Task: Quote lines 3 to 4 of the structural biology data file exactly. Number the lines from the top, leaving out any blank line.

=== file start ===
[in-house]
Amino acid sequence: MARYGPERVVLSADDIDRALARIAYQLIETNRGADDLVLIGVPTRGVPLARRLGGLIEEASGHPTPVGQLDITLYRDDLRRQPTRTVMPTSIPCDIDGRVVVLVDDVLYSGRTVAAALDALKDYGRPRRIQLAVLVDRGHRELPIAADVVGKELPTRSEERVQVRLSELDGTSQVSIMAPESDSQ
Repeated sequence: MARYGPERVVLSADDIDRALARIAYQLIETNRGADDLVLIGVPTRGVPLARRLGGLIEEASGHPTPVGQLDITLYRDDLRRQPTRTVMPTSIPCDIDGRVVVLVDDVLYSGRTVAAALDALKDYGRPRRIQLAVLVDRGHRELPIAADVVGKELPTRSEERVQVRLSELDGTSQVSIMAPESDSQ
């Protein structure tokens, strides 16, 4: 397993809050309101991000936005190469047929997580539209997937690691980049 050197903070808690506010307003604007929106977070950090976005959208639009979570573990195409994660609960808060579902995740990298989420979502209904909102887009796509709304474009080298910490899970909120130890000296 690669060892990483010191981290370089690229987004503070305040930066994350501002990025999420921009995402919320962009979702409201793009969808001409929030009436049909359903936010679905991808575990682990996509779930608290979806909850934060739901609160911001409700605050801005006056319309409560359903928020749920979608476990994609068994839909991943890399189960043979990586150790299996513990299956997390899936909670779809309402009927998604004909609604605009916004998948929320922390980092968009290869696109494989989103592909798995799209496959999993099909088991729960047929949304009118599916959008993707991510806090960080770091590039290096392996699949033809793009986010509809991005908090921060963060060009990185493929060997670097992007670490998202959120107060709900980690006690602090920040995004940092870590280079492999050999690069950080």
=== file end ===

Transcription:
Repeated sequence: MARYGPERVVLSADDIDRALARIAYQLIETNRGADDLVLIGVPTRGVPLARRLGGLIEEASGHPTPVGQLDITLYRDDLRRQPTRTVMPTSIPCDIDGRVVVLVDDVLYSGRTVAAALDALKDYGRPRRIQLAVLVDRGHRELPIAADVVGKELPTRSEERVQVRLSELDGTSQVSIMAPESDSQ
């Protein structure tokens, strides 16, 4: 397993809050309101991000936005190469047929997580539209997937690691980049 050197903070808690506010307003604007929106977070950090976005959208639009979570573990195409994660609960808060579902995740990298989420979502209904909102887009796509709304474009080298910490899970909120130890000296 690669060892990483010191981290370089690229987004503070305040930066994350501002990025999420921009995402919320962009979702409201793009969808001409929030009436049909359903936010679905991808575990682990996509779930608290979806909850934060739901609160911001409700605050801005006056319309409560359903928020749920979608476990994609068994839909991943890399189960043979990586150790299996513990299956997390899936909670779809309402009927998604004909609604605009916004998948929320922390980092968009290869696109494989989103592909798995799209496959999993099909088991729960047929949304009118599916959008993707991510806090960080770091590039290096392996699949033809793009986010509809991005908090921060963060060009990185493929060997670097992007670490998202959120107060709900980690006690602090920040995004940092870590280079492999050999690069950080």